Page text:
Dr Thomas D. Madden, CEO and founder of Acuitas Therapeutics, shares the story behind their involvement in Pfizer and BioNTech’s COVID-19 vaccine, the numerous applications of the company’s proprietary lipid nanoparticle (LNP) delivery technology, as well as the growth strategy of the Canadian company.


Thomas, congratulations on the successful collaboration with Pfizer and BioNTech’s COVID-19 vaccine, which has since been approved for emergency use in the UK, and with pending applications in the US and the EU. This messenger RNA (mRNA) vaccine uses Acuitas Therapeutics’ proprietary lipid nanoparticle (LNP) delivery technology. Could you give us a quick overview of this?

Acuitas was established in 2009 and this LNP technology came out of the research conducted by Professor Pieter Cullis at the University of British Columbia in Vancouver. We have developed an LNP delivery technology to enable our partners to be able to move new classes of drugs – drugs that are essentially based on biological molecules or systems – into the clinic and the marketplace. These are nucleic acid drugs, including RNA interference (RNAi) or soluble RNA (sRNA) drugs intended to inhibit the production of particular proteins. One of our first partners was Alnylam Pharmaceuticals. We provided the LNP delivery technology for their product Onpattro™, which became the first approved RNAi drug in 2018.

More recently, we have focused on working with partners, developing mRNA therapeutics. Our delivery system is critical here for two reasons. Firstly, the mRNA itself is very rapidly broken down within the body, so it needs to be protected within a carrier system. Secondly, the mRNA also needs to enter cells within the body in order to be active but it is too big to enter on its own. Our LNP technology protects the drug after it has been administered and also delivers it into the cell cytoplasm so that it can start expressing proteins.

Our work with mRNA really began around 2011, when I read an article about mRNA that outlined the concept of using it as a therapeutic. mRNA is a natural biological molecule and all of our proteins are made through it, so it is an extremely powerful tool. This article was the first to propose that it could be used as a therapeutic – for instance, in individuals with a genetic disease that prevents them from producing a functional form of a protein. Using mRNA, a synthetic message can be delivered to help the cell produce that protein, which would then address the genetic disease. That was when I realized that our delivery technology was ideally suited to enable mRNA therapeutics to move into the clinic.

We undertook research internally to demonstrate the feasibility of this approach, and we also began talking with companies that, at that point, were just beginning to look at the potential of mRNA as a therapeutic. We also worked on feasibility studies with these companies so that they could evaluate our technology. Over the years, we have built a number of different partnerships, including with BioNTech – one that has culminated in our technology being used in the development of COVID-19 vaccines.


Could you share a little more regarding this successful collaboration with Pfizer and BioNTech on the COVID-19 vaccine?

We had already been working with BioNTech prior to this COVID-19 vaccine, so when the pandemic hit, they recognized that our technology could be used to help them develop a vaccine. We began discussions with them in January, and then we flew to Germany in early February to meet the German regulatory authorities, as well as BioNTech, to map out the clinical program necessary to support a COVID-19 vaccine candidate.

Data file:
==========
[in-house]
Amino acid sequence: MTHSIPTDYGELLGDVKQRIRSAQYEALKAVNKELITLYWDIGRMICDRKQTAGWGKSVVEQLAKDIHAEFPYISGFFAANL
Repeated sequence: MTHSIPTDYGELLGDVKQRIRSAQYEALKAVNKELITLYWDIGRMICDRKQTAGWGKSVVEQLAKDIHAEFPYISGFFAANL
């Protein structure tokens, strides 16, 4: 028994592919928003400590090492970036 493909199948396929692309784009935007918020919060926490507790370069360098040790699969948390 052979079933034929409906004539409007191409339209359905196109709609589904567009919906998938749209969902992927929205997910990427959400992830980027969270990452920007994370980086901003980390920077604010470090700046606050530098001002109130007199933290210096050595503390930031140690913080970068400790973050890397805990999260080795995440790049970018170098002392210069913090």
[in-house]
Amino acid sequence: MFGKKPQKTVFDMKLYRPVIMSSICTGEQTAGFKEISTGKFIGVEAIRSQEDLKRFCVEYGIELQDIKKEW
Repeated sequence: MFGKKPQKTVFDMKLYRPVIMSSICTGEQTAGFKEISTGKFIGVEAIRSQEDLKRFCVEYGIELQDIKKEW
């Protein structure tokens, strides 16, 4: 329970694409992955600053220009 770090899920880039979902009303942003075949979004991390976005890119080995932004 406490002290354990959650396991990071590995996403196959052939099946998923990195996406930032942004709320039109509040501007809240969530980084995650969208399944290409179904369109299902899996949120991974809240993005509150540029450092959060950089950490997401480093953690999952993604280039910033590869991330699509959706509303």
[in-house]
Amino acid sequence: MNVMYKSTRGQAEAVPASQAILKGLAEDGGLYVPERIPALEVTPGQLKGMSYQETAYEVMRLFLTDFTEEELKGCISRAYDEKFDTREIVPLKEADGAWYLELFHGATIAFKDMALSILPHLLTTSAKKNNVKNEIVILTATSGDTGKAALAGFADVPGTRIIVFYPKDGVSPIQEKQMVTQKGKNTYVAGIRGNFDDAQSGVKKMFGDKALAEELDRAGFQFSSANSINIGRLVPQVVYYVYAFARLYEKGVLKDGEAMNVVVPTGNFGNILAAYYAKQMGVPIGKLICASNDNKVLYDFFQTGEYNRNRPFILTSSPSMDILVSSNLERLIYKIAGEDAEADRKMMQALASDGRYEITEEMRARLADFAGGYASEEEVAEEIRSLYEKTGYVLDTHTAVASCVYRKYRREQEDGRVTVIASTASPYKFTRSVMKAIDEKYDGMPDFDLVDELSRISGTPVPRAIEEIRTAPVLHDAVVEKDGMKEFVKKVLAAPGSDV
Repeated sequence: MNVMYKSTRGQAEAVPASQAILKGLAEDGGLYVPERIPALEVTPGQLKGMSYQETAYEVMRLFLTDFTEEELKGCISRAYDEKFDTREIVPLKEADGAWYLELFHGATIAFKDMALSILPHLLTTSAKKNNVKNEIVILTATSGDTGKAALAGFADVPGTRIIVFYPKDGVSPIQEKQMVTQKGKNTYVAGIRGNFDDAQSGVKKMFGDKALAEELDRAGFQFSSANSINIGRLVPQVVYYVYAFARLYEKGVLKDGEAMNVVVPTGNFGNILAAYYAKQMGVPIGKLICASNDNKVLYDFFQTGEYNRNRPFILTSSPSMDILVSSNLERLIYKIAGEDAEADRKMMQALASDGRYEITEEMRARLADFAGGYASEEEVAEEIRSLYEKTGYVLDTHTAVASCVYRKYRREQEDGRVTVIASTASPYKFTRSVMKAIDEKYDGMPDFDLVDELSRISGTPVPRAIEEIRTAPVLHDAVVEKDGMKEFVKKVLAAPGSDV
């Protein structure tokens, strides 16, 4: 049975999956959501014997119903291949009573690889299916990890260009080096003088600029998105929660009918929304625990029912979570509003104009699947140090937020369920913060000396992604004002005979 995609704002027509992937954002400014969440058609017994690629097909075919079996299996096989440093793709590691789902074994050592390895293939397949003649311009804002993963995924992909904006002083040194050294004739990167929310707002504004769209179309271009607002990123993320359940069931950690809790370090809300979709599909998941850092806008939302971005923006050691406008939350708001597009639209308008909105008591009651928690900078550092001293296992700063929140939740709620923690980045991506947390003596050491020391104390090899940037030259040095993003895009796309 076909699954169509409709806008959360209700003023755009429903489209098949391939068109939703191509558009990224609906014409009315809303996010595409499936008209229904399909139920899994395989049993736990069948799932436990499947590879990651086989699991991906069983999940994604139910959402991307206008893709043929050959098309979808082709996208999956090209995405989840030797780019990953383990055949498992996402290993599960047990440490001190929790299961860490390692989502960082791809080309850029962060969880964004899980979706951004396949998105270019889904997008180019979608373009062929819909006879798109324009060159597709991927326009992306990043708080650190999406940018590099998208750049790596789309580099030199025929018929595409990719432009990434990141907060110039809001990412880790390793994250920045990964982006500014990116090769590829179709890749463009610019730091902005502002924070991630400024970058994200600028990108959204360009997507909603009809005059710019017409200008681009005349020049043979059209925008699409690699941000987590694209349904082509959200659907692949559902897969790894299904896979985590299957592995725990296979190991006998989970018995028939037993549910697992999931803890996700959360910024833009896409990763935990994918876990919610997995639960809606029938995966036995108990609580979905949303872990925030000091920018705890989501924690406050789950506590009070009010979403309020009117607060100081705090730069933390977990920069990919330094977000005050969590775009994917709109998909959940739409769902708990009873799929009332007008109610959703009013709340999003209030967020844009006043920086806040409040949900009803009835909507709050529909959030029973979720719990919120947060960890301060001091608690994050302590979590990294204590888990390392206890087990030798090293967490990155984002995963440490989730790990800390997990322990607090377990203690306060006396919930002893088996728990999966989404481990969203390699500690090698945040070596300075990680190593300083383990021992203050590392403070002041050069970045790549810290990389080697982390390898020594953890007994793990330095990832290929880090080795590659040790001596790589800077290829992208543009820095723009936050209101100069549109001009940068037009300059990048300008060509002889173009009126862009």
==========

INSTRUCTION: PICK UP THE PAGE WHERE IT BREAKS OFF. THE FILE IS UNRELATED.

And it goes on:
Throughout the process, we have been working extremely closely with BioNTech and Pfizer to support selection of the vaccine candidate, since a number of different mRNA constructs expressing different proteins were being looked at.

We have also supported the work necessary for the manufacturing scale-up so that our partners are able to provide as many doses as possible. Pfizer and BioNTech are projecting to manufacture 1.3 billion doses in 2021, which requires a huge commitment. The Acuitas model is that we transfer our process technology through specialized cGMP organizations, as we do not do manufacturing, and so we have also worked closely with these organizations to improve the manufacturing scale. We helped them see how they could produce much larger batches – and much more quickly – which required some development work to be undertaken internally and subsequently transferred.

The other challenge is related to the lipid nanoparticles used in our systems, since these are proprietary lipids. We had to work with our lipids manufacturers to increase the scale of their manufacturing vastly as well.


Prior to this COVID-19 vaccine, mRNA technology had never been used to develop an approved product. How do you think this achievement might boost the mRNA market?

Indeed, this COVID-19 vaccine would be the first approved mRNA product, and it looks like the second vaccine approved might also be an mRNA product. There had previously been mRNA vaccines in development. For instance, one of our other partners is CureVac, who did a very interesting Phase 1 study on a rabies mRNA vaccine.

When COVID-19 emerged, we quickly recognized that the mRNA vaccine approach was potentially ideally suited for the rapid development of a vaccine to address COVID-19. Compared to conventional approaches taken, where killed or attenuated viruses – or adenoviral vectors – are used, mRNA vaccines are inherently a much more precise and elegant approach. Rather than using an entire virus, we are simply providing the instructions to allow the body to construct a single component found in the virus that would trigger an immune response. I think there are potential safety and potency advantages with this approach.

We have also shown that this technology is capable of developing a vaccine more rapidly. Therefore, I think this will generate a lot of interest in other vaccine opportunities, as well as in the investment of an infrastructure that would allow us to respond much more rapidly, should a new viral threat come along. No one who has lived through COVID-19 wants to live through a COVID-20 or a COVID-21.


mRNA is still a very new technology. Do you think existing players are likely to also start exploring this new platform?

Personally, I think Big Pharma can sometimes feel trapped by the scale of investments they have made. If a company has invested USD 5 billion in manufacturing plants based on a particular technology, it would potentially be political suicide to suggest that they move away from that technology. That is a challenge Big Pharma faces, so it is a difficult sell to suggest that they think about adopting a new technology.

But I think we should always be open to evaluating new ideas and to accepting that better approaches may exist out there, as opposed to saying that, well, we have always done it this way, so we will continue to do it this way.

The good news is that companies do seem open to collaboration. There are three major mRNA companies today: CureVac, BioNTech and Moderna. Obviously, BioNTech has partnered with Pfizer, and CureVac recently announced a major collaboration with GSK, so there are opportunities to work together to gain expertise and technology from major players in this new field.